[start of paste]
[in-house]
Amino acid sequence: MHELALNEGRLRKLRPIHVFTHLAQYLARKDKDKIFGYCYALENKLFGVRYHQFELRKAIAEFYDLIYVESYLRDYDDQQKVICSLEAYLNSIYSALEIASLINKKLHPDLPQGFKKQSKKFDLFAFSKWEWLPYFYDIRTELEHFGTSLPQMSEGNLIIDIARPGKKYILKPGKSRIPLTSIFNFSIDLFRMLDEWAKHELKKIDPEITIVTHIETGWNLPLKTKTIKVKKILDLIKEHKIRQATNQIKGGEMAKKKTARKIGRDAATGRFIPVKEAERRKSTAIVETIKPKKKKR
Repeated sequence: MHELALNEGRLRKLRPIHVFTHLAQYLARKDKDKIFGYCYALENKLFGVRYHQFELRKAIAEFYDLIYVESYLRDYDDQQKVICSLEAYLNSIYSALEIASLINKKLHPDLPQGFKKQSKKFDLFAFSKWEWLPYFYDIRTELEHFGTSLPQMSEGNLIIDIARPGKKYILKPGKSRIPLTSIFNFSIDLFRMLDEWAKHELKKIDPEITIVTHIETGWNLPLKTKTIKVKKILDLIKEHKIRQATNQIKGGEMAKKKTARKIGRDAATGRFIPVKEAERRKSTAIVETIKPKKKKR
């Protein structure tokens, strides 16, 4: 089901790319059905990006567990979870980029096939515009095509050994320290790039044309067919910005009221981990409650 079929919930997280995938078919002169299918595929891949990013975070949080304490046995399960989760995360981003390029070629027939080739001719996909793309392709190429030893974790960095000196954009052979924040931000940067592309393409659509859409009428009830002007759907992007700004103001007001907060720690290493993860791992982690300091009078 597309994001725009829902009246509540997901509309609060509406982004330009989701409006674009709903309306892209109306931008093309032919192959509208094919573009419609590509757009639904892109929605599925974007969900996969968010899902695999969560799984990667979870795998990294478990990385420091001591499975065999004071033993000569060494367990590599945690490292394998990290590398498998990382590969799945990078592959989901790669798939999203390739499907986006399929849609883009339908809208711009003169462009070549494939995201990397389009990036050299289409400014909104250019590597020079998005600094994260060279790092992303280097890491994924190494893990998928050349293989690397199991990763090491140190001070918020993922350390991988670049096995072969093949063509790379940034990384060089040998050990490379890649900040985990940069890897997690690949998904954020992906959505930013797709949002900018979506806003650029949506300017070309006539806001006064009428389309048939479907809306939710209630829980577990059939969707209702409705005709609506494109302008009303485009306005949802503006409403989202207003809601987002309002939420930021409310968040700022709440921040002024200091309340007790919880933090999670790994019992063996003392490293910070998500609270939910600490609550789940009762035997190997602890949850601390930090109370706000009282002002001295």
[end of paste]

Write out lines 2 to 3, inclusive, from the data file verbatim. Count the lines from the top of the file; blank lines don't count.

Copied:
Amino acid sequence: MHELALNEGRLRKLRPIHVFTHLAQYLARKDKDKIFGYCYALENKLFGVRYHQFELRKAIAEFYDLIYVESYLRDYDDQQKVICSLEAYLNSIYSALEIASLINKKLHPDLPQGFKKQSKKFDLFAFSKWEWLPYFYDIRTELEHFGTSLPQMSEGNLIIDIARPGKKYILKPGKSRIPLTSIFNFSIDLFRMLDEWAKHELKKIDPEITIVTHIETGWNLPLKTKTIKVKKILDLIKEHKIRQATNQIKGGEMAKKKTARKIGRDAATGRFIPVKEAERRKSTAIVETIKPKKKKR
Repeated sequence: MHELALNEGRLRKLRPIHVFTHLAQYLARKDKDKIFGYCYALENKLFGVRYHQFELRKAIAEFYDLIYVESYLRDYDDQQKVICSLEAYLNSIYSALEIASLINKKLHPDLPQGFKKQSKKFDLFAFSKWEWLPYFYDIRTELEHFGTSLPQMSEGNLIIDIARPGKKYILKPGKSRIPLTSIFNFSIDLFRMLDEWAKHELKKIDPEITIVTHIETGWNLPLKTKTIKVKKILDLIKEHKIRQATNQIKGGEMAKKKTARKIGRDAATGRFIPVKEAERRKSTAIVETIKPKKKKR